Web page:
New Cruise Line Industry Developments
Now that cruise lines have gotten millions hooked on the pleasures of cruising, they're looking for ways to hook millions more. According to Art Rodney, president of Disney Cruise Lines, over 90 percent of Americans who can afford to take a cruise have not.
Cruise lines are finding that for many potential cruisers, shipboard pampering is not enough. Many people also want to spend their vacations experiencing foreign cultures or learning new hobbies. To appeal to these people, cruise lines are adding special-interest cruises to their repertoires, focusing on everything from gardening to jazz to oil painting. Silversea began a new program in 1996 that offers passengers an opportunity to learn more about geography, culture, oceanography, photography, and nature from National Geographic Society photographers and journalists. In addition to onboard lectures, there are also shore excursions hosted by National Geographic experts. The '90s are also bringing a returned focus on destinations. Cruises to Europe, the Amazon, Africa, and Asia are growing in popularity.
Along with the boom of the cruise industry there have been a number of company shake-ups, mergers, and rising competition. As with any maturing and expanding business market, larger cruise lines have swallowed up smaller companies in a number of cases. One of the biggest recent mergers was the purchase of Celebrity Cruises by Royal Caribbean, which has resulted in the creation of one of the largest cruise companies in the world.
Since 2000, major cruise lines have launched 81 new cruise ships. The industry shows no signs of slowing and we should see a steady introduction of new cruise ships over the next five years.
Another recent development in the cruise industry has been the divergence between companies building larger and larger ships versus those catering to customers who want a more intimate experience. Companies like Royal Caribbean have been busy building "megaliners" capable of carrying up to 3,000 passengers. These vessels continue to add more and more amenities, such as virtual reality gaming rooms, ice-skating rinks, and multi-story shopping centers, as well as special services, including bookings of onboard wedding ceremonies. America World City will also have four 400-passenger catamarans that will dock inside the ship's hull, enabling passengers to shuttle to any port where the ship is too large to dock. Westin's megaliner will include a number of features to make it attractive to conventioneers, including rooms equipped with dataports and other business amenities, a global business center for executive training, and 100,000 square feet of meeting and exhibit space. Other features will include a Broadway-style theater, restaurants, nightclubs, a museum and planetarium, a sports complex, six swimming pools, shops and boutiques, a TV studio, and a casino.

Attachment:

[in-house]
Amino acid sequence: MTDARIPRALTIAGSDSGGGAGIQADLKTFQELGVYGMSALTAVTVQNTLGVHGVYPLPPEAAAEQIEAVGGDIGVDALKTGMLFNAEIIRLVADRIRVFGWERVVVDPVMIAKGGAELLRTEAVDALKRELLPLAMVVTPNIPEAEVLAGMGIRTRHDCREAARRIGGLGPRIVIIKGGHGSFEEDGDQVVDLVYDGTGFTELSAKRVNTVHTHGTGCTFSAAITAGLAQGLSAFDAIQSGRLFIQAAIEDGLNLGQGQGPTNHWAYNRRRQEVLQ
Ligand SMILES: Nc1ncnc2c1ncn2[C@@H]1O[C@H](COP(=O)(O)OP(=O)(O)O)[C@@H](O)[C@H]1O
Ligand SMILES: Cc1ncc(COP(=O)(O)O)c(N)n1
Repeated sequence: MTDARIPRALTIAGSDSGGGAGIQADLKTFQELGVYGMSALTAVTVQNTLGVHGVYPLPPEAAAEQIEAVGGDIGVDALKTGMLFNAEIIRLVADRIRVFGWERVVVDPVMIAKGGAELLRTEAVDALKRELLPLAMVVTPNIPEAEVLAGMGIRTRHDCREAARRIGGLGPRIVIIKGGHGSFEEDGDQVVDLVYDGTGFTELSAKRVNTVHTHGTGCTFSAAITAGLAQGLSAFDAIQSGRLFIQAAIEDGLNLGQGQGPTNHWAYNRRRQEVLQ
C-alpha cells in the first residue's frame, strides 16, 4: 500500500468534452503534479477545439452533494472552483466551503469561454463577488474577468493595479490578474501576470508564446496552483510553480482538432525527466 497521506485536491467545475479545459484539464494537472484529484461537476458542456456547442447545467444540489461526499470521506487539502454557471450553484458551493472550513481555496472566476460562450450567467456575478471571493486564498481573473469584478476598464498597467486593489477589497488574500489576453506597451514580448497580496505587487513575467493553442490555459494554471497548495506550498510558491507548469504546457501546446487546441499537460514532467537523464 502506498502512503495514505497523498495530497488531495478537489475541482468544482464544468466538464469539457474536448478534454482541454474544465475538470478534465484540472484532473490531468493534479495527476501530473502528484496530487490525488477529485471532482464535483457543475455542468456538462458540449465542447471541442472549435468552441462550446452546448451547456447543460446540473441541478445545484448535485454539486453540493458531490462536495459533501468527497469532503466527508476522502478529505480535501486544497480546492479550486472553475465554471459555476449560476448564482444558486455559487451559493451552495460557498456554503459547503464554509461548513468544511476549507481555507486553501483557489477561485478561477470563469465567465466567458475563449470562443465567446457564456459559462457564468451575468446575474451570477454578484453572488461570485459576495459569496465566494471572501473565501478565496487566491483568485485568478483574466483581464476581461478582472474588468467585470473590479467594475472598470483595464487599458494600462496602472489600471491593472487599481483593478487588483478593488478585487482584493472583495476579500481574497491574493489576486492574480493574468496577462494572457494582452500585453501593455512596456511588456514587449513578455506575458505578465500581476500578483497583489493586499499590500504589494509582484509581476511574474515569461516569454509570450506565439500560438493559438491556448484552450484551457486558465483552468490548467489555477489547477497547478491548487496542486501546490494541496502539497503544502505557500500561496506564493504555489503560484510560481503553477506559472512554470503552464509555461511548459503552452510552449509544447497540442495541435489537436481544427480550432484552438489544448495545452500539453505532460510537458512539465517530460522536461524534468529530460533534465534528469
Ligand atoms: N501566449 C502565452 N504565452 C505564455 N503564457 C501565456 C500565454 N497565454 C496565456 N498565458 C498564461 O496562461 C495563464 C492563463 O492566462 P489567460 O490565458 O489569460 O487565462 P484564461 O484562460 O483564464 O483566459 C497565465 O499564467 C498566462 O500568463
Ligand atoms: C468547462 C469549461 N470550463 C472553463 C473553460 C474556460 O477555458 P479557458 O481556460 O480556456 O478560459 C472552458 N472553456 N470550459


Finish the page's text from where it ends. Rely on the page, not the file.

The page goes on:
For a growing number of people, however, sailing on huge ships where it's possible to spend an entire day without even seeing the ocean, and where thousands of passengers pass by in a blur, is not the kind of experience they are seeking. This fact has created a growing market for smaller cruise lines that operate everything from 200-passenger cruise ships to yachts and sailboats that carry only 10 to 30 travelers at a time. Companies like Seabourn Cruise Line operate small luxury vessels that sail to exotic locations such as Asia and South America.
The tremendous growth in the cruise industry is opening up jobs in both large and small companies. In the last five years over 74,000 new cruise industry jobs have been added. So there has never been a better time to be looking for a cruise line job. We recommend that you read through the free resources we provide on JobMonkey and then if you decide that you are serious about getting a cruise ship job, you should consider a membership to Cruise Job Finder.